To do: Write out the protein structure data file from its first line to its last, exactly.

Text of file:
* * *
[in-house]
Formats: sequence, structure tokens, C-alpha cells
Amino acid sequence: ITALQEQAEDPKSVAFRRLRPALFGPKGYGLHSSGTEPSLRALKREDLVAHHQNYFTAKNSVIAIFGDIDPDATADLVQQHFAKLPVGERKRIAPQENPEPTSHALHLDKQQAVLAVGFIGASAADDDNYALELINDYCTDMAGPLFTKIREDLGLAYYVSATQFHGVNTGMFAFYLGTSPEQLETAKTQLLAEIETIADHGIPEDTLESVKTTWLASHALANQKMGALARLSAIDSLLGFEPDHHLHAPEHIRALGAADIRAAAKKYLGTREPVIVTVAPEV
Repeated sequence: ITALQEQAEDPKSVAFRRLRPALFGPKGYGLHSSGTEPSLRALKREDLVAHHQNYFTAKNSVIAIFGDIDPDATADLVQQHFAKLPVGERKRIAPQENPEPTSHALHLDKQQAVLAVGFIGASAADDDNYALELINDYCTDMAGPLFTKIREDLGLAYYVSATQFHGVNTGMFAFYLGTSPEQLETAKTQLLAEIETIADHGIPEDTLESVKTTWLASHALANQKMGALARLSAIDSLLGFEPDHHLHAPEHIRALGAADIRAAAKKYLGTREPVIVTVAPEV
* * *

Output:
[in-house]
Formats: sequence, structure tokens, C-alpha cells
Amino acid sequence: ITALQEQAEDPKSVAFRRLRPALFGPKGYGLHSSGTEPSLRALKREDLVAHHQNYFTAKNSVIAIFGDIDPDATADLVQQHFAKLPVGERKRIAPQENPEPTSHALHLDKQQAVLAVGFIGASAADDDNYALELINDYCTDMAGPLFTKIREDLGLAYYVSATQFHGVNTGMFAFYLGTSPEQLETAKTQLLAEIETIADHGIPEDTLESVKTTWLASHALANQKMGALARLSAIDSLLGFEPDHHLHAPEHIRALGAADIRAAAKKYLGTREPVIVTVAPEV
Repeated sequence: ITALQEQAEDPKSVAFRRLRPALFGPKGYGLHSSGTEPSLRALKREDLVAHHQNYFTAKNSVIAIFGDIDPDATADLVQQHFAKLPVGERKRIAPQENPEPTSHALHLDKQQAVLAVGFIGASAADDDNYALELINDYCTDMAGPLFTKIREDLGLAYYVSATQFHGVNTGMFAFYLGTSPEQLETAKTQLLAEIETIADHGIPEDTLESVKTTWLASHALANQKMGALARLSAIDSLLGFEPDHHLHAPEHIRALGAADIRAAAKKYLGTREPVIVTVAPEV